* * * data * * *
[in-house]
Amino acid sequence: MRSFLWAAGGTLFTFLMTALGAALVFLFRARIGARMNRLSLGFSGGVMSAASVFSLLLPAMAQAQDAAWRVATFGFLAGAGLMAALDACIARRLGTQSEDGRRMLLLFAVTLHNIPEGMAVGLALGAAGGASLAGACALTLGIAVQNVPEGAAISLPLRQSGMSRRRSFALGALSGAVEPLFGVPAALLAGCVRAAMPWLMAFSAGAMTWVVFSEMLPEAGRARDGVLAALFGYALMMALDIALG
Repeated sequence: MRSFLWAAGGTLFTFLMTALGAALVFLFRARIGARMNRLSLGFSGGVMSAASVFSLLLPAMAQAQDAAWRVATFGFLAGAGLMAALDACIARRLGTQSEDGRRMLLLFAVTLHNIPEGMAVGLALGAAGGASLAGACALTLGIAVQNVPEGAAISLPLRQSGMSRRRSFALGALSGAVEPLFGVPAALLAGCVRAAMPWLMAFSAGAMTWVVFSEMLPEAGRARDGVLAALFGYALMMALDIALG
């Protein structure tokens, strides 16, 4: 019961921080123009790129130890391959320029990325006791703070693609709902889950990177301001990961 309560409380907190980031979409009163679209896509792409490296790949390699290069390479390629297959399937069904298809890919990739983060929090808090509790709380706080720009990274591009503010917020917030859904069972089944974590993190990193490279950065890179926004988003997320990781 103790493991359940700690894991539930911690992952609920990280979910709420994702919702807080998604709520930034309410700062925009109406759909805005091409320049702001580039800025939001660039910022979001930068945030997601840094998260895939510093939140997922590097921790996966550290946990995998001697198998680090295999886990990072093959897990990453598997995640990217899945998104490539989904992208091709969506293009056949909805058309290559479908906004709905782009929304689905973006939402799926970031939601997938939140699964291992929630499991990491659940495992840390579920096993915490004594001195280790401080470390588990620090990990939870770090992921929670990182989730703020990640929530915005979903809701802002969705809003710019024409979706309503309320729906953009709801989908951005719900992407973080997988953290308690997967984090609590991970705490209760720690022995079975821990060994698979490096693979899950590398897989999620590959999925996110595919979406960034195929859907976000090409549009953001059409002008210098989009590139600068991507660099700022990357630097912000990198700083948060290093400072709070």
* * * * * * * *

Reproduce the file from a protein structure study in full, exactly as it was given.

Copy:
[in-house]
Amino acid sequence: MRSFLWAAGGTLFTFLMTALGAALVFLFRARIGARMNRLSLGFSGGVMSAASVFSLLLPAMAQAQDAAWRVATFGFLAGAGLMAALDACIARRLGTQSEDGRRMLLLFAVTLHNIPEGMAVGLALGAAGGASLAGACALTLGIAVQNVPEGAAISLPLRQSGMSRRRSFALGALSGAVEPLFGVPAALLAGCVRAAMPWLMAFSAGAMTWVVFSEMLPEAGRARDGVLAALFGYALMMALDIALG
Repeated sequence: MRSFLWAAGGTLFTFLMTALGAALVFLFRARIGARMNRLSLGFSGGVMSAASVFSLLLPAMAQAQDAAWRVATFGFLAGAGLMAALDACIARRLGTQSEDGRRMLLLFAVTLHNIPEGMAVGLALGAAGGASLAGACALTLGIAVQNVPEGAAISLPLRQSGMSRRRSFALGALSGAVEPLFGVPAALLAGCVRAAMPWLMAFSAGAMTWVVFSEMLPEAGRARDGVLAALFGYALMMALDIALG
């Protein structure tokens, strides 16, 4: 019961921080123009790129130890391959320029990325006791703070693609709902889950990177301001990961 309560409380907190980031979409009163679209896509792409490296790949390699290069390479390629297959399937069904298809890919990739983060929090808090509790709380706080720009990274591009503010917020917030859904069972089944974590993190990193490279950065890179926004988003997320990781 103790493991359940700690894991539930911690992952609920990280979910709420994702919702807080998604709520930034309410700062925009109406759909805005091409320049702001580039800025939001660039910022979001930068945030997601840094998260895939510093939140997922590097921790996966550290946990995998001697198998680090295999886990990072093959897990990453598997995640990217899945998104490539989904992208091709969506293009056949909805058309290559479908906004709905782009929304689905973006939402799926970031939601997938939140699964291992929630499991990491659940495992840390579920096993915490004594001195280790401080470390588990620090990990939870770090992921929670990182989730703020990640929530915005979903809701802002969705809003710019024409979706309503309320729906953009709801989908951005719900992407973080997988953290308690997967984090609590991970705490209760720690022995079975821990060994698979490096693979899950590398897989999620590959999925996110595919979406960034195929859907976000090409549009953001059409002008210098989009590139600068991507660099700022990357630097912000990198700083948060290093400072709070």